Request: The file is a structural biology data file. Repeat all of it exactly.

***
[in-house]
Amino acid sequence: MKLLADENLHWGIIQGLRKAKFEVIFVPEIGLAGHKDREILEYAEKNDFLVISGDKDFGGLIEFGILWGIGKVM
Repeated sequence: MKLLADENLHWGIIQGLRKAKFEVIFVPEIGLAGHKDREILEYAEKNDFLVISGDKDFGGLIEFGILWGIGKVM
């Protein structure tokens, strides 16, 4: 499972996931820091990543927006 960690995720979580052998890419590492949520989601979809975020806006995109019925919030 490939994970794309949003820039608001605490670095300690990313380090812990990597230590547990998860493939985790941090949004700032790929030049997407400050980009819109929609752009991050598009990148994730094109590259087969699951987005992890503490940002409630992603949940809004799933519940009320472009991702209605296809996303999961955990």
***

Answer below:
[in-house]
Amino acid sequence: MKLLADENLHWGIIQGLRKAKFEVIFVPEIGLAGHKDREILEYAEKNDFLVISGDKDFGGLIEFGILWGIGKVM
Repeated sequence: MKLLADENLHWGIIQGLRKAKFEVIFVPEIGLAGHKDREILEYAEKNDFLVISGDKDFGGLIEFGILWGIGKVM
């Protein structure tokens, strides 16, 4: 499972996931820091990543927006 960690995720979580052998890419590492949520989601979809975020806006995109019925919030 490939994970794309949003820039608001605490670095300690990313380090812990990597230590547990998860493939985790941090949004700032790929030049997407400050980009819109929609752009991050598009990148994730094109590259087969699951987005992890503490940002409630992603949940809004799933519940009320472009991702209605296809996303999961955990």